Rush Limbaugh's posthumous book overlooks his 'abhorrent' politics: journalist

Rush Limbaugh's posthumous book overlooks his 'abhorrent' politics: journalist
Image via Gage Skidmore.

Rush Limbaugh died of lung cancer on February 17, 2021, but a new posthumously released book, “Radio’s Greatest of All Time,” is credited primarily to the late right-wing radio host. Journalist Nathan Robinson discusses the book in an article published by The Nation on January 23, stressing that it glosses over how mean-spirited Limbaugh could be.

“‘Radio’s Greatest of All Time’ is a new book credited to conservative radio broadcaster Rush Limbaugh, who began compiling it from transcripts of his program before his death from lung cancer in 2021,” Robinson explains. “The final published version, which lists his widow, Kathryn, and his younger brother, David, as co-authors, serves as the definitive collectible tribute to the man described in the book’s publicity material as ‘a modern-day Founding Father — the George Washington of Radio.’ Those kinds of superlatives appear throughout the book, a 500-page ‘timeless collection of Rush’s brilliant words’ and ‘authoritative body of Rush’s best work,’ interspersed with pictures from various stages of his career and tributes to him by Ron DeSantis, Ronald Reagan, Ben Carson, Mike Pence, Benjamin Netanyahu, Clarence Thomas and Donald Trump.”

Robinson adds, however, that among “nonfans” like himself, “few” would “consider Limbaugh ‘the greatest radio broadcaster the world has ever known.’”

READ MORE:'Like a family member': Trump rallygoer blubbers while recalling Rush Limbaugh's death

“The more unpleasant side of Limbaugh does not appear in ‘Radio’s Greatest of All Time,’ but it is hard to not think about its influence,” Robinson explains. “The book reprints his stirring monologues about American values and the can-do spirit of the nation rather than, say, the time he called a Georgetown student a ‘slut’ and a ‘prostitute’ for wanting birth control to be covered by health insurance and said that if she wanted public subsidies for her sex life, she should have to post videos of it. We also don’t get treated to Limbaugh’s infamous comments on Native Americans and COVID-19. His career had plenty of ugly lowlights, including his mocking of Michael J. Fox’s Parkinson’s symptoms, his ‘racist’ imitation of Hu Jintao, and his ‘Barack the Magic Negro’ song.”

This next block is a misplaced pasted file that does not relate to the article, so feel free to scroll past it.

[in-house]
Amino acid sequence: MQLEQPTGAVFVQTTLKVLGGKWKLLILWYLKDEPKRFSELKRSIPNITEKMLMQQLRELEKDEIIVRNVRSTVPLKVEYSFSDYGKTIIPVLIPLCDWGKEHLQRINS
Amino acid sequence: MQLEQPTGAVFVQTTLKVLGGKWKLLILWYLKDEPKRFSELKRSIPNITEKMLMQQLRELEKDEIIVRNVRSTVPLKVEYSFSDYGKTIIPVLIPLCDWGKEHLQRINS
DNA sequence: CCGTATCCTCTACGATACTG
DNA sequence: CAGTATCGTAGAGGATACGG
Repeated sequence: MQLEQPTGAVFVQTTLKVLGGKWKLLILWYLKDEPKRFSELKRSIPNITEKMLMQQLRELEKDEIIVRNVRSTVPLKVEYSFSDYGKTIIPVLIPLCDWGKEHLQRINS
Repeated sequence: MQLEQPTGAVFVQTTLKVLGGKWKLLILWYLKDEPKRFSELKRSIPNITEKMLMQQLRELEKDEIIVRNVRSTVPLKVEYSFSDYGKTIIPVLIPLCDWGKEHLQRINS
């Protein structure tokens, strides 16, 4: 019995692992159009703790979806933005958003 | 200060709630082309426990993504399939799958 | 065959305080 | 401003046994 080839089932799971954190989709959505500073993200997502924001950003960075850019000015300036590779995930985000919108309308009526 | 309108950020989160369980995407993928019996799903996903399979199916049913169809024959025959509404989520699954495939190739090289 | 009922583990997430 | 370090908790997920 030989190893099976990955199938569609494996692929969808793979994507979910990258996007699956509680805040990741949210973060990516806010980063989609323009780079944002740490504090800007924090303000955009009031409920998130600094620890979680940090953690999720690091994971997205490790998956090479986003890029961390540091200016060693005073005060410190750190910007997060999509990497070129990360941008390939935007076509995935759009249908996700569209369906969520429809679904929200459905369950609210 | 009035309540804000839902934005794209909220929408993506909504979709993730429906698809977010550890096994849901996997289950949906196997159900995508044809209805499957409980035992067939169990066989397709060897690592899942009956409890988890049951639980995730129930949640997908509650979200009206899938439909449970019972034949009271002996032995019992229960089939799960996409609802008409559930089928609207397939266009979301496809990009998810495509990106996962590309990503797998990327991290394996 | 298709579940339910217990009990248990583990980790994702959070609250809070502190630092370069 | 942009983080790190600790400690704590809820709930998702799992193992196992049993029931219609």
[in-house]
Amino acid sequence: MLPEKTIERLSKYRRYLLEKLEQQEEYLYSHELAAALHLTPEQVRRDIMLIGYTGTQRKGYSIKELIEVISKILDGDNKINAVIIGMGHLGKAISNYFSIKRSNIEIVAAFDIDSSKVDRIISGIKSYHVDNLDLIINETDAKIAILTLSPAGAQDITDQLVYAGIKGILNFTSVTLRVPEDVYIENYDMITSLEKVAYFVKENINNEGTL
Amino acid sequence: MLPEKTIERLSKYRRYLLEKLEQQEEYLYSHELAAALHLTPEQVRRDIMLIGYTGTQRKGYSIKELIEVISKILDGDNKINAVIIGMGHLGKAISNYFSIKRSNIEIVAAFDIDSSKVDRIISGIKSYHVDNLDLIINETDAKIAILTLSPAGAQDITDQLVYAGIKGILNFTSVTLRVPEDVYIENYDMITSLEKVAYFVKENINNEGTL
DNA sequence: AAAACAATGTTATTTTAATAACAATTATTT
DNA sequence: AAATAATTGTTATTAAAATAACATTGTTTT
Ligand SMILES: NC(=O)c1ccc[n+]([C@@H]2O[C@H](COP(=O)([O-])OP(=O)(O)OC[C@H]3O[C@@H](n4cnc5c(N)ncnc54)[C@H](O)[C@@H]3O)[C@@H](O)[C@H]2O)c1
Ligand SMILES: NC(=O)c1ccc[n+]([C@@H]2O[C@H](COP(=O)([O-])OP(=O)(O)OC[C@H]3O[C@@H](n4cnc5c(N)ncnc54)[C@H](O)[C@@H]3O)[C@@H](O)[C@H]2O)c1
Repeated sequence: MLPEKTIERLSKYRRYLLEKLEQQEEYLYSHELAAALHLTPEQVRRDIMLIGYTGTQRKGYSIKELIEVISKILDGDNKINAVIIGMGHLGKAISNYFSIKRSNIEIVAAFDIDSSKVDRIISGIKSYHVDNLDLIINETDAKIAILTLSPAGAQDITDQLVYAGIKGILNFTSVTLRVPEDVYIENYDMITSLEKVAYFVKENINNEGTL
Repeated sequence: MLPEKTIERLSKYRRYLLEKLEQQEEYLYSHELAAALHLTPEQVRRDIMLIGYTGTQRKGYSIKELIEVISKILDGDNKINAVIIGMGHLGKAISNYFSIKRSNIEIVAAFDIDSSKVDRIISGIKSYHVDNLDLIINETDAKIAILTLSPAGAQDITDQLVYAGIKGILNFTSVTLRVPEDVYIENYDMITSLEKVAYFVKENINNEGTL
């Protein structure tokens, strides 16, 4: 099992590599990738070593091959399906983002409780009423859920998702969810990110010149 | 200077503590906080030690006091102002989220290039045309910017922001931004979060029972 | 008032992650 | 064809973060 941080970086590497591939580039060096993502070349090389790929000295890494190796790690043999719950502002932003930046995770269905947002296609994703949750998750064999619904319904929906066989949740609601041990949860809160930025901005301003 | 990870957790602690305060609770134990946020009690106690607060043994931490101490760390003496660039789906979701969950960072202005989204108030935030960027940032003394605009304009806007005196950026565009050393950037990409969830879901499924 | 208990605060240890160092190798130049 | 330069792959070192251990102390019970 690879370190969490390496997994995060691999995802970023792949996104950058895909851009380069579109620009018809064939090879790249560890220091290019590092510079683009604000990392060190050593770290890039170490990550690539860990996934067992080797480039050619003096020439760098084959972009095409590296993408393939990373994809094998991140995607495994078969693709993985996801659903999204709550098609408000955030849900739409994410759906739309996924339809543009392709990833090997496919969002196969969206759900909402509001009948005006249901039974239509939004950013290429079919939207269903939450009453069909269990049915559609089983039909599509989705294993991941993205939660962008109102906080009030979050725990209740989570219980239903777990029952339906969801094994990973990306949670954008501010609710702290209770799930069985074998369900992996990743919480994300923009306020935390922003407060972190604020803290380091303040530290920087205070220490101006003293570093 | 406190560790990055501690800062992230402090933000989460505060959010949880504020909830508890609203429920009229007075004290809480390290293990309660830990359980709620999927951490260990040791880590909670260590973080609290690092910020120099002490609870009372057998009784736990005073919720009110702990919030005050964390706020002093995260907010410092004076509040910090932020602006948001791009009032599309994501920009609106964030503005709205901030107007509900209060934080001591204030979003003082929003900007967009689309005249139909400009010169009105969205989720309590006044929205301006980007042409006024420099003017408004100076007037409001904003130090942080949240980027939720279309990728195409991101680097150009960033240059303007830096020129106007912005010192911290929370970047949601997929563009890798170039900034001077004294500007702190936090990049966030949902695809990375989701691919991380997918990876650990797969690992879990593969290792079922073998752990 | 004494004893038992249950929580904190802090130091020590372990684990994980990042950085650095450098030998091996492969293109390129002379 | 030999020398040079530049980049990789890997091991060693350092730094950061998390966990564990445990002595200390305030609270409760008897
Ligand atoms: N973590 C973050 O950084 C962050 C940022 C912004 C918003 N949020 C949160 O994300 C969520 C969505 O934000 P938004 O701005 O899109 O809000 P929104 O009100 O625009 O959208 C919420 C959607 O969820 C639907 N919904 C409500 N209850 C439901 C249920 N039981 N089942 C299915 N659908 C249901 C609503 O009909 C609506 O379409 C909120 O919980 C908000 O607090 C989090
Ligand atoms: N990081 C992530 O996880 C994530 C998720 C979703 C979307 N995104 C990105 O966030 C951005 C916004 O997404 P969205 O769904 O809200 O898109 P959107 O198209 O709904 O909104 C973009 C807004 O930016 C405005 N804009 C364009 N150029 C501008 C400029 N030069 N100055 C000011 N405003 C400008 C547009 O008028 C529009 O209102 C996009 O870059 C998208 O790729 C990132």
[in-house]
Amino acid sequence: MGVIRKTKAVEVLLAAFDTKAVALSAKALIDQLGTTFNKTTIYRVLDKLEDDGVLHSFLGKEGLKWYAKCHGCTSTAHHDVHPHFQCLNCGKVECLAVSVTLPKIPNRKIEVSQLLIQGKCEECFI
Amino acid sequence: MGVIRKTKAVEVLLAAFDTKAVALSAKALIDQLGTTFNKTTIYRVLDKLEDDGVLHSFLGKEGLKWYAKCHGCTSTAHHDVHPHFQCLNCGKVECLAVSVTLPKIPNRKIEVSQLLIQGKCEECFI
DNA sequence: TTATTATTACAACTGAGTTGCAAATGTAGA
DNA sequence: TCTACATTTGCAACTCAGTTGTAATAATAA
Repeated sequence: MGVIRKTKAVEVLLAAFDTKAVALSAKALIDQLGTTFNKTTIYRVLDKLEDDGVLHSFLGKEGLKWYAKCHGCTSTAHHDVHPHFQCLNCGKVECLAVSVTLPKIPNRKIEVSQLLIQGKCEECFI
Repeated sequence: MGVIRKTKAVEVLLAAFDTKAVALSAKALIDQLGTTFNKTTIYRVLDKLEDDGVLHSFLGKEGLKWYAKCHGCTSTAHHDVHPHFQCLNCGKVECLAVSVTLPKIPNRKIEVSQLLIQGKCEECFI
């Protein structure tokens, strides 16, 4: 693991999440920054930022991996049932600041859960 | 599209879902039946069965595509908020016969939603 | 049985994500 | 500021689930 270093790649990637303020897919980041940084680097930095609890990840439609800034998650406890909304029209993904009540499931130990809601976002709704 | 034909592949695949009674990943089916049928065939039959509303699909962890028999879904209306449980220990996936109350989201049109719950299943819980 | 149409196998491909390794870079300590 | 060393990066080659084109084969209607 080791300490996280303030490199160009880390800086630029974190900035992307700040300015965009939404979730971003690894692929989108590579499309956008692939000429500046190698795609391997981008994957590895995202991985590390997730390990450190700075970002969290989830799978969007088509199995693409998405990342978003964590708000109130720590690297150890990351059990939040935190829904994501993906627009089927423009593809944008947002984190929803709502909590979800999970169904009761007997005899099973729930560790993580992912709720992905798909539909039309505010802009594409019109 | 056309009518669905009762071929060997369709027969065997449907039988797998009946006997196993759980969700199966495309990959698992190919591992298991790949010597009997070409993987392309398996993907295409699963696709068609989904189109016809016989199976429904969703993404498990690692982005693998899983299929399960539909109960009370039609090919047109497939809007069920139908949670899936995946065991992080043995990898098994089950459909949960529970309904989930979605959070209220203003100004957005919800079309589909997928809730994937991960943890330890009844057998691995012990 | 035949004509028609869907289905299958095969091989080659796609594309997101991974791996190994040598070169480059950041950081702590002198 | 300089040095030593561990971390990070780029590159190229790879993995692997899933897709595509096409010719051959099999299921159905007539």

The journalist continues, “These incidents were only the tip of the iceberg: The millions who tuned in to Limbaugh’s show were fed complete rubbish on a regular basis…. He told shameless whopping lies, informing Americans that immigrant children were infecting the country with measles, that Austin liberals had banned barbecue restaurants, that the American Medical Association had endorsed hydroxychloroquine for COVID-19, that Obamacare was increasing the divorce rate, that Barack Obama wanted to ban fishing and mandate circumcision.”

Robinson also notes that Limbaugh was a climate change denier and insisted that “the risk of cancer” from smoking cigarettes “was a liberal myth.”

Nonetheless, Robinson concludes his article by arguing that Limbaugh, distortions and all, was an effective communicator and that liberals could learn from his communication skills no matter how much they may detest his controversial political views.

READ MORE: 'Slurs' and 'alternative realities': Conservative lays out Rush Limbaugh’s toxic yet enduring impact

“Those of us who don’t want to see his politics prevail should still study his career and work,” Robinson writes. “Rush Limbaugh demonstrated the extraordinary power and potential reach of political media. We would do well to appropriate a few of his techniques, if not his abhorrent worldview.”

READ MORE: St. Petersburg mayor refuses to 'honor hatred' by lowering flags in wake of Rush Limbaugh's death

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